Culinary + Fashion

Ancient At-home Remedies | Beet Kvass

by | Jul 26, 2017

 

Beet kvass is one of my go-to tummy tonics with quite a history. Folk medicine values beets and beet kvass for their liver cleansing properties, and beet kvass is widely used in cancer therapy in Europe. Anecdotal reports also indicate beet kvass is an excellent therapy for chronic fatigue, chemical sensitivities, allergies and digestive problems. The word kvass, Slavic and Baltic in origin, originally referred to the fermentation of stale bread and has been enjoyed in many forms since the Middle Ages. It might sound strange, but in times of high infectious diseases, it was a sure thing to drink.

PRICE

The organic beets cost me around $2-3, and the bottle of Farmhouse Gut Shot was $5.99, and only takes about half the bottle. You can either buy filtered water or use a filtered water pitcher from home, like my Pitcher Of Life alkaline water pitcher. I buy Himalayan sea salt in bulk from the organic market, and $3 worth can last me months. This makes at least 3-4 Mason jars worth of beet kvass, which can last for a couple of days or a week.

PROCESS (about 5 minutes)

  • Get out 2-3 Mason jars, depending on how many beets you have, probiotic starter of your choice (I prefer Gut Shot or the juice from recently bought fermented veggies), filtered water, and a little organic salt of your choice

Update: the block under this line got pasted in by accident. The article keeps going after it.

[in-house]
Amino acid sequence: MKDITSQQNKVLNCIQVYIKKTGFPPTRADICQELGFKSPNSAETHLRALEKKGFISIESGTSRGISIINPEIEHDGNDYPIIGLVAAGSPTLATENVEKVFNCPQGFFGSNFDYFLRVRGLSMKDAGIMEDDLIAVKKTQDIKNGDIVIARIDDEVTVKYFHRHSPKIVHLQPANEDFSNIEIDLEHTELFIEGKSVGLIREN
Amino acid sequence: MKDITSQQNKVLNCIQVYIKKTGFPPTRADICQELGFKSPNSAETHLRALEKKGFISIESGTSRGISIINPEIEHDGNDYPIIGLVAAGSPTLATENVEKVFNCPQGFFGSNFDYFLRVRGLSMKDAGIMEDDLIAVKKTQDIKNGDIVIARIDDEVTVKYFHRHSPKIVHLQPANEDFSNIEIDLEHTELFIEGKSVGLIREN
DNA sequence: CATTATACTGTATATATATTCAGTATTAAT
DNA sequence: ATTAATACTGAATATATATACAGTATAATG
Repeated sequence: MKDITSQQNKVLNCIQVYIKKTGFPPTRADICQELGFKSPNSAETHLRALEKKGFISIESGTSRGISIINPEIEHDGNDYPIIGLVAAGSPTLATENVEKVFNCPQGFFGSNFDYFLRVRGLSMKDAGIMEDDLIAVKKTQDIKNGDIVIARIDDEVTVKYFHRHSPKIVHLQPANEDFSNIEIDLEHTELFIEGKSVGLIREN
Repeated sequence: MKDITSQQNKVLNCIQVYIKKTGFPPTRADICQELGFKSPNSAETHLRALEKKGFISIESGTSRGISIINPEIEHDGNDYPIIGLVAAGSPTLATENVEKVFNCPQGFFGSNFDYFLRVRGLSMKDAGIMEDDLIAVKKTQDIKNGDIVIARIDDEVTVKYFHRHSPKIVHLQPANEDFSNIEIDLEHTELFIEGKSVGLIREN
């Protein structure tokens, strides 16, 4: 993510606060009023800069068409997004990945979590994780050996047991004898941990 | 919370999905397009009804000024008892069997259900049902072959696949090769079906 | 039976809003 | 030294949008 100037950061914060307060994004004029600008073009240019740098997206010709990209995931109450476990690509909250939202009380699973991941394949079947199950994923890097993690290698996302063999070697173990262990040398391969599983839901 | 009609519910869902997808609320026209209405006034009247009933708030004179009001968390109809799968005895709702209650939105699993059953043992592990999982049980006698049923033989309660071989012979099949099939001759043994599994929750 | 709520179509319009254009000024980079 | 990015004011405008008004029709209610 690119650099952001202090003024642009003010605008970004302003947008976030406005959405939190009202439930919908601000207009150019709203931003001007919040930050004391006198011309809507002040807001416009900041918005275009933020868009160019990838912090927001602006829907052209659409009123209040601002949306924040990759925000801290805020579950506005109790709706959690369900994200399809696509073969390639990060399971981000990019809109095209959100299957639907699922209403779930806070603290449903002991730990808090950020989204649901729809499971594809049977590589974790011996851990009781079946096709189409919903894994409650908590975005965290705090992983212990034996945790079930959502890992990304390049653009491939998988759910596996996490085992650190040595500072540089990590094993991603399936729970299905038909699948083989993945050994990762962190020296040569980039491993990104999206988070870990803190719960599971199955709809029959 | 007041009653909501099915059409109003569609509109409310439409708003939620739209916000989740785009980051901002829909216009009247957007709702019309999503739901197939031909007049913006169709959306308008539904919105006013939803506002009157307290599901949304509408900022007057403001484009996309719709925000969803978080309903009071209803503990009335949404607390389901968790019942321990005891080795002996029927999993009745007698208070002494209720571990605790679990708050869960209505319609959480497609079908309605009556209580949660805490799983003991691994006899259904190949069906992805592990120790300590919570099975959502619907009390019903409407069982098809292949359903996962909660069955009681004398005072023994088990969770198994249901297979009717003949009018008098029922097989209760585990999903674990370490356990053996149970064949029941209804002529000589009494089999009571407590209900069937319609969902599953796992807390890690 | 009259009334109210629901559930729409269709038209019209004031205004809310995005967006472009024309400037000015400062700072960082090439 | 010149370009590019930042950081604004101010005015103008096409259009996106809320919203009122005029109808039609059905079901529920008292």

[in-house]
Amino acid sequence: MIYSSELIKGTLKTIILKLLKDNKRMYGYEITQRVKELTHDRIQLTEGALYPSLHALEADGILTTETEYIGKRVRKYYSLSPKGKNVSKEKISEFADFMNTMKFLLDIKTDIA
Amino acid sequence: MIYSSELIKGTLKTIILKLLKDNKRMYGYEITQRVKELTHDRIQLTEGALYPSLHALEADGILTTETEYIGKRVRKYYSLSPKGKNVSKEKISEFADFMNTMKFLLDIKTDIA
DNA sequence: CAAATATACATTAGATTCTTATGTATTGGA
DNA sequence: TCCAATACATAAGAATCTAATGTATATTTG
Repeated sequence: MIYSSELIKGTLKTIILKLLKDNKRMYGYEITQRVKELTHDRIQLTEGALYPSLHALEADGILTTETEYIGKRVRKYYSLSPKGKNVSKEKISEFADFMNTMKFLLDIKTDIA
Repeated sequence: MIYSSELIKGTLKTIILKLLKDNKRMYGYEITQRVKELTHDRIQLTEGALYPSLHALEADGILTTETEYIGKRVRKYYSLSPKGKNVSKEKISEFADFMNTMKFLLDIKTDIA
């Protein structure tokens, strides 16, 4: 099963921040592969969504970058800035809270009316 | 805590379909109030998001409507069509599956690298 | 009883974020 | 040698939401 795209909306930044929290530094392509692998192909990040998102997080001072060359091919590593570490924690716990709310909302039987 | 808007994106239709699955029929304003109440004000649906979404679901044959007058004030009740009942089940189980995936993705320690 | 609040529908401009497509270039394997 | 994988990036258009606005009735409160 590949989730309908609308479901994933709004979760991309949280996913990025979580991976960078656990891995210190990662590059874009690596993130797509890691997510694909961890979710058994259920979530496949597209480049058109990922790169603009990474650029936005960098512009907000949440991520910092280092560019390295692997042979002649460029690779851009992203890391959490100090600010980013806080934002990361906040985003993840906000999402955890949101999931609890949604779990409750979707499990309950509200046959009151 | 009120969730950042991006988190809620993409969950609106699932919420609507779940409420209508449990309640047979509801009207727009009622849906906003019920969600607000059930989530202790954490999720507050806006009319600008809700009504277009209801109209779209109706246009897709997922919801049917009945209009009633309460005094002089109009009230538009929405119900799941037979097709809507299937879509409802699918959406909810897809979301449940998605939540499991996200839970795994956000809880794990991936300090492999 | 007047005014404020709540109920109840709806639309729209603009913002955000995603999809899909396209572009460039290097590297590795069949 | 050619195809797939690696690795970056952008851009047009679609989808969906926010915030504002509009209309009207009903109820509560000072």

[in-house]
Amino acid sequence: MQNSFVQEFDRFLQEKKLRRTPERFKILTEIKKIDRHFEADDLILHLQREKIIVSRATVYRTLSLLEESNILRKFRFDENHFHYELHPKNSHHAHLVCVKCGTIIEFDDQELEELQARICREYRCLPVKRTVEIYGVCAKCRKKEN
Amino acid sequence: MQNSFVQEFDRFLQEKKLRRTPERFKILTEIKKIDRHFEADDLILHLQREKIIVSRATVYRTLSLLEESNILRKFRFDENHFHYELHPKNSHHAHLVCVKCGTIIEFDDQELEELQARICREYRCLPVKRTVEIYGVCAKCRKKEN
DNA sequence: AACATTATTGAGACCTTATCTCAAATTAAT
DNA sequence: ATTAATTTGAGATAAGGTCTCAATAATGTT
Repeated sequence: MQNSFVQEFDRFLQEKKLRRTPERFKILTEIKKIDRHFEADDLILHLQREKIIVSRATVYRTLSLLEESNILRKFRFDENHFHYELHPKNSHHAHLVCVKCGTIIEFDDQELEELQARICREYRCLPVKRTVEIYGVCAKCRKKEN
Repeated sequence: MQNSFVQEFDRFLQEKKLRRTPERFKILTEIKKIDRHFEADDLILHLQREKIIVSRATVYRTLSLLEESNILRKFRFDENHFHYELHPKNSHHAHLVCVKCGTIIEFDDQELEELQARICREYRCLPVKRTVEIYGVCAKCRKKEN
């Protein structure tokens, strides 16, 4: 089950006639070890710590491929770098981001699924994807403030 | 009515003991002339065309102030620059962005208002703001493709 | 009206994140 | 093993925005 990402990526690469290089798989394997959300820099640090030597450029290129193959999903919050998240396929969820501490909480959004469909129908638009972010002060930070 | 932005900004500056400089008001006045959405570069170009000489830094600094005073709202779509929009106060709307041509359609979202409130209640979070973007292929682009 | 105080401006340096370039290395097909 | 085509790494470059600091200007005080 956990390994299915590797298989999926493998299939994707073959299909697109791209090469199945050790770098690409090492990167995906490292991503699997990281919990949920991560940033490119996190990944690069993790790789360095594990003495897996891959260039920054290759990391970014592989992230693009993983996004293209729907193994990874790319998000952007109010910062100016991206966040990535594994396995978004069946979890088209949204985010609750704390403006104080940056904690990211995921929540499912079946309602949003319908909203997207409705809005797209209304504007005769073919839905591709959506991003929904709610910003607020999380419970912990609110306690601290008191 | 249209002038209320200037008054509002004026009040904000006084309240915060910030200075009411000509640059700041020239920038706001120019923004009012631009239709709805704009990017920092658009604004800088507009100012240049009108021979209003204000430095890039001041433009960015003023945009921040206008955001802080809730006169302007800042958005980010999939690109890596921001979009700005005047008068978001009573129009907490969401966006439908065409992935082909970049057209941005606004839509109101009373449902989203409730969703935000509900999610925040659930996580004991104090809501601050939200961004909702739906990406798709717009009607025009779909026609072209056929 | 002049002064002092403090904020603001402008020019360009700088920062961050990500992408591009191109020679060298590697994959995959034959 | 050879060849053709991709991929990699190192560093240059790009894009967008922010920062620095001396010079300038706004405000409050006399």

• Clean the jars and thoroughly wash the beets
  • Chop the beets into chunks that fit nicely into the Mason jars, pour filtered water to about 3/4 full in the jars, then add your probiotic starter and some salt and close the lids tightly
  • Leave the jars in view in a cool room for about four days. You’ll notice some sufficient bubbling at the top of the jar once they’re ready to quit fermenting. Then place them inside the refrigerator to stop the fermentation process. Be careful when taking the tops of the jars! Just like some kombuchas, once untwisting the top there can be a lot of bubbling and carbonation…sometimes too much! Beets are incredible dying agents, which means your favorite top can easily become beet colored if you’re not careful
  • Dole out small servings over the course of days and enjoy!